Tuesday at INTA 2024: Women leaders urge allies to call out ‘predatory’ behaviour
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Tuesday at INTA 2024: Women leaders urge allies to call out ‘predatory’ behaviour

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L-R: Linda Wang, Isabella Cardozo, Lisa Jakob, Adraea Brown, Lara Kayode and Ayala Deutsch

Managing IP reveals Tuesday’s highlights, including an illuminating discussion celebrating women in the workplace and the challenges that remain

A frank discussion on the challenges faced by women in the workplace as well as the progress they have made was among the highlights on day four of the INTA Annual Meeting on Tuesday, May 21.

During the session, a mix of senior in-house and private practice women lawyers shared tips for how all parties – men, women, and businesses – can continue to encourage the advancement of women in both the corporate and law firm environments.

However, it is clear there is still work to do on this front, as was demonstrated when panellists spoke about examples of sexism or discrimination they have faced.

Call it out

Lisa Jakob, managing counsel in the trademark group at Merck in the US, shared a shocking story about when she was returning home from a legal event when she was a junior lawyer.

Jakob said a well-known senior partner at a law firm offered to pay for a taxi back to their hotels after the event.

When the taxi arrived at his hotel, Jakob said the partner grabbed her by the wrist and asked her: “Are you not coming up?”. When she declined, the partner replied: “I thought you wanted a job.”

The story was met with gasps from the audience.

Jakob explained how years later, when she was working in-house, the same partner’s name kept coming up as someone who could make a good external counsel.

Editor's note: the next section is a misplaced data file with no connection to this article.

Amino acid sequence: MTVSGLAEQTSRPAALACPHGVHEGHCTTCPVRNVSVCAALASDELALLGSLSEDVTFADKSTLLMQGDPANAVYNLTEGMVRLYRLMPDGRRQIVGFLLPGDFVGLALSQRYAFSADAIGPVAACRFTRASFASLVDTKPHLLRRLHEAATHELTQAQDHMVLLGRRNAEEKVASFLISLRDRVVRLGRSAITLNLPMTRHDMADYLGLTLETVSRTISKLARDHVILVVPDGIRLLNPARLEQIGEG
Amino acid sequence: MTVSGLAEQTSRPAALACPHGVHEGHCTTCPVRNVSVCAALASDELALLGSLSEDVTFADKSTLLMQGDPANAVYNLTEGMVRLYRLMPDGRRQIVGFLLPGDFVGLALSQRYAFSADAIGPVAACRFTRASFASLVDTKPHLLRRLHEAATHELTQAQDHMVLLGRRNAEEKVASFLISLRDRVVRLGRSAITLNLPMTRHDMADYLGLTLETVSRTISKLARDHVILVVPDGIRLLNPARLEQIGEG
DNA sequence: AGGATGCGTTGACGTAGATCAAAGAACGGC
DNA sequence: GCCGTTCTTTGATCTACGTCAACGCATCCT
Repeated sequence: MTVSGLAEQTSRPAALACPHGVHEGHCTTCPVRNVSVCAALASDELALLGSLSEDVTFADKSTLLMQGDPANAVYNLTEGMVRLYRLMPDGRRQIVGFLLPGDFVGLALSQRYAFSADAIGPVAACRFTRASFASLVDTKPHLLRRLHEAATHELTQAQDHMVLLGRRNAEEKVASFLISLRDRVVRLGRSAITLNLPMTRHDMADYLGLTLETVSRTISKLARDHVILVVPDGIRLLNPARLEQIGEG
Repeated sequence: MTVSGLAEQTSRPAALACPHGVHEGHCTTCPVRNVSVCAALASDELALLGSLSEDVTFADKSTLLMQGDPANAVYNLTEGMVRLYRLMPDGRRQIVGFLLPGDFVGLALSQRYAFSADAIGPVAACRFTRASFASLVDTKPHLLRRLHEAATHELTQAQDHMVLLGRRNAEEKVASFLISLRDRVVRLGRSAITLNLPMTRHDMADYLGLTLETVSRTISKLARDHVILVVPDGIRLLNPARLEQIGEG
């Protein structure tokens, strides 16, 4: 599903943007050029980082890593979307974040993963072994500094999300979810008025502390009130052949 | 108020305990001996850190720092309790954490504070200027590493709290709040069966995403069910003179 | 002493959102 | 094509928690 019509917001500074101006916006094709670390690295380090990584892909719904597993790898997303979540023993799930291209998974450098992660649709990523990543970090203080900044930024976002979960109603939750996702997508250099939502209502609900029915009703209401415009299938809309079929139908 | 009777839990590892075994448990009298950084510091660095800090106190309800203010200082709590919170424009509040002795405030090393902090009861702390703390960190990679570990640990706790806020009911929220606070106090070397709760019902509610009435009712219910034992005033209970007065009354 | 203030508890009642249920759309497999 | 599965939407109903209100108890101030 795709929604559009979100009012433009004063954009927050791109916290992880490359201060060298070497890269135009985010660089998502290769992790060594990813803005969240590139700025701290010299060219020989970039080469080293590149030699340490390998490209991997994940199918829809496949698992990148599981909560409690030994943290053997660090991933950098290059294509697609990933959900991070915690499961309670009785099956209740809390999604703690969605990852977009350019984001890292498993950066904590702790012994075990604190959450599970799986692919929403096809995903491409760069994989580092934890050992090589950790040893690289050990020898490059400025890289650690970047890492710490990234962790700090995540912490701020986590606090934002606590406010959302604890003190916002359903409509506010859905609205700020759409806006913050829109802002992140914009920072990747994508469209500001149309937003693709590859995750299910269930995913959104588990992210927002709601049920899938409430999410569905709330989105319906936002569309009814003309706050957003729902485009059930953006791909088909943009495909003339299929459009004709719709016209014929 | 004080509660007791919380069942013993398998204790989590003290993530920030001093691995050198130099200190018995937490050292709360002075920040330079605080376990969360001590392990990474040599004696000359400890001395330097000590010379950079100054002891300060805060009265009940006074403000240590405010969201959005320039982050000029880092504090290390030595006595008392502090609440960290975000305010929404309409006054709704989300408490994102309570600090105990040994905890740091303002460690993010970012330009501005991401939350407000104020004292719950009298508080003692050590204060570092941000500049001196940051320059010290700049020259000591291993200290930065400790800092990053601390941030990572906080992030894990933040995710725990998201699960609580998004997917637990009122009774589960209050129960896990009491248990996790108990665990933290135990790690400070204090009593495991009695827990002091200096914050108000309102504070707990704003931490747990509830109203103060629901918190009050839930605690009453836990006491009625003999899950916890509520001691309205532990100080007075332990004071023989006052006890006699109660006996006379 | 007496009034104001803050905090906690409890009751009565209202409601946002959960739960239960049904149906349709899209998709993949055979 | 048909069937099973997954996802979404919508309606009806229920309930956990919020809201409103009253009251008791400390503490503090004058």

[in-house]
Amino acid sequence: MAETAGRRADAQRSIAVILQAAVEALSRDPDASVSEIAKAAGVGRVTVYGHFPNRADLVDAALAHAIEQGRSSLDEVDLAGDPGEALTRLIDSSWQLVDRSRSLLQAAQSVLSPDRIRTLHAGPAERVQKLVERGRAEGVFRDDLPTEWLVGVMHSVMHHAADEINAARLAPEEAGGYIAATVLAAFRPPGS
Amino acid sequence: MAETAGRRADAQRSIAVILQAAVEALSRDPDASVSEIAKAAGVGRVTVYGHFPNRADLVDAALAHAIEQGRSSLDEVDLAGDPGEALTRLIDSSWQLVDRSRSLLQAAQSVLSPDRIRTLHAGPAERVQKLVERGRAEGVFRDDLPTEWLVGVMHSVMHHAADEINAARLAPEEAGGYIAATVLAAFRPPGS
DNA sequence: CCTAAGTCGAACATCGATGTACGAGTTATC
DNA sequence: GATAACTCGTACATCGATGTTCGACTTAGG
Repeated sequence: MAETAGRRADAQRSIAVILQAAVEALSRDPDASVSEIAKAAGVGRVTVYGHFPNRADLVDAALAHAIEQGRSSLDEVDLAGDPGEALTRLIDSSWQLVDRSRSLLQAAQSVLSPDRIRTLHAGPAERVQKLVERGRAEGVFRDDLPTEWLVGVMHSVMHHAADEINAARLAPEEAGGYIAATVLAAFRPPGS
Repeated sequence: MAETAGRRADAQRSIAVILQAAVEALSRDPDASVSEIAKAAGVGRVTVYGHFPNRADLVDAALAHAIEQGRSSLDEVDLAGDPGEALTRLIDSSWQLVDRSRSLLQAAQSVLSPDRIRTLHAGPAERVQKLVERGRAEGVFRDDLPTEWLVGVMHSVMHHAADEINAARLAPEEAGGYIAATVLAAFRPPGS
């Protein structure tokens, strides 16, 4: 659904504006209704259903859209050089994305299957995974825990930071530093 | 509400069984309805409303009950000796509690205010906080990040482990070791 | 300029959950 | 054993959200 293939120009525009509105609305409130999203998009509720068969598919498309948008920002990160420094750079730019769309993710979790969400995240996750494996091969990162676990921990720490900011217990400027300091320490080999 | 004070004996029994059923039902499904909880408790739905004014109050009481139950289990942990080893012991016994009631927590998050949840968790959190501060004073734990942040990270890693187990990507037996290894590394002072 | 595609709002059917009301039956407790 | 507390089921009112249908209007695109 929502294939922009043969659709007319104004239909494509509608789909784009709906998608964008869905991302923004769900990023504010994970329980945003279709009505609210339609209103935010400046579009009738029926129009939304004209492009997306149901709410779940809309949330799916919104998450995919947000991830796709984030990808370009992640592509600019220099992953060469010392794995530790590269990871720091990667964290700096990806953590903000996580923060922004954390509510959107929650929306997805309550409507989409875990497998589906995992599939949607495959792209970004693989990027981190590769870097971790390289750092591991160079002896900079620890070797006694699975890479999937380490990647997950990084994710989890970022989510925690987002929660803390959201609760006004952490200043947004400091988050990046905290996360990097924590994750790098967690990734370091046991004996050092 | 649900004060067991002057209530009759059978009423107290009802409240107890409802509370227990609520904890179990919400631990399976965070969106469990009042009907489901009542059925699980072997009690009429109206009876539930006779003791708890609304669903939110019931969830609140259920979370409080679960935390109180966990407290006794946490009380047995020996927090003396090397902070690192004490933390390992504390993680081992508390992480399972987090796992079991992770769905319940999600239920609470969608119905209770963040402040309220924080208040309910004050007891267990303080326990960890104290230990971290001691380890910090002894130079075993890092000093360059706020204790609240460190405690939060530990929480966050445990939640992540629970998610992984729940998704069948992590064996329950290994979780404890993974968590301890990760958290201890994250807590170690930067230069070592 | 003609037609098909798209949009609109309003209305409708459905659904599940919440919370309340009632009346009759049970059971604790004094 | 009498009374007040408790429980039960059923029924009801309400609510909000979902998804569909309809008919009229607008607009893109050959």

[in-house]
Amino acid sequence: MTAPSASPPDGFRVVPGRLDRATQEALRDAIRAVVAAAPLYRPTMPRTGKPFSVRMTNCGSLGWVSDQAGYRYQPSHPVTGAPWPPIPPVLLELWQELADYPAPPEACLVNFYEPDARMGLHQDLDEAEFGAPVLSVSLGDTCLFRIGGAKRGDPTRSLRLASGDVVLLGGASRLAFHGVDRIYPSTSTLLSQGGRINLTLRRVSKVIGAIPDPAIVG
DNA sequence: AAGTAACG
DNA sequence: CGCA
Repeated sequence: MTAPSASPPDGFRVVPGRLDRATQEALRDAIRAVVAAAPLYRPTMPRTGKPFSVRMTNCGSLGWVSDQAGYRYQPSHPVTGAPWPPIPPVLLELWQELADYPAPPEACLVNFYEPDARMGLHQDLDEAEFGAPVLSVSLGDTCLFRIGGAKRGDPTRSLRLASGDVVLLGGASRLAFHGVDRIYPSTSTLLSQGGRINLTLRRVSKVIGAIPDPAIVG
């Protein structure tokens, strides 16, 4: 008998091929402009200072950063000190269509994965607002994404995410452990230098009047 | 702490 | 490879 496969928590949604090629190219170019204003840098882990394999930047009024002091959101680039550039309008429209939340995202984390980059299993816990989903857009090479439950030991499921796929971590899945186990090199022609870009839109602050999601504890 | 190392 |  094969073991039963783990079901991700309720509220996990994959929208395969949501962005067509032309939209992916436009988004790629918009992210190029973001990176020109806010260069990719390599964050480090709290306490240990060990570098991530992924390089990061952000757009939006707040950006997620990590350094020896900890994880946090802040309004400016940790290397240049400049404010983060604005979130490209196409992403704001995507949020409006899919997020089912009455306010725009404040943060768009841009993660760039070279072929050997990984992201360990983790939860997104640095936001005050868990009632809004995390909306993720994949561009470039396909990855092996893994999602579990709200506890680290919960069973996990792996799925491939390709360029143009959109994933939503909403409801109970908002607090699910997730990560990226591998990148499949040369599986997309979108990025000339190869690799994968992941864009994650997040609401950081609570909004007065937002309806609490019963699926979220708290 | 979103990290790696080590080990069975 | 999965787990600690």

Eventually, Jakob put her foot down and said the company should not be using that particular lawyer as he was a “predator”. She added that we all have a duty to call out such behaviour.

Another panellist, Isabella Cardozo, partner at Daniel Law in Brazil, said shocking situations such as that still happen today, including at conferences.

“Women leaders must use their allies to call out this kind of behaviour. If you see something, you must say something,” she said.

The discussion also included tips on how women in the workplace can advance themselves as well as strategies for how companies and law firms can better promote their female staff.

Adraea Brown, assistant general counsel for trademarks at Harley-Davidson in the US, said that if organisations truly want to implement change then they must first publicly acknowledge it.

Linda Wang, partner at Zico IP in Malaysia, said she may not always be the only woman in a meeting nowadays but that there are still little observations she notices.

For example, she noted that the person asked to bring the tea or coffee is often a woman, adding “why is this the case?”

Be bold

Cardozo, offering tips on how to succeed in the workplace, added that conferences provide a good opportunity to build connections and friendships, but that people should not be afraid to be bold.

“It’s great making friends but we are also here to work. Don’t be afraid to build on that connection by saying ‘I want to work for you’.”

Jakob at Merck added that traditional examples of “what success looks like” are often characteristically male traits – tough, fearless, hard-working.

She added that the more typical female traits, including empathy, can also make for better outcomes in negotiations and business building.

IP and recession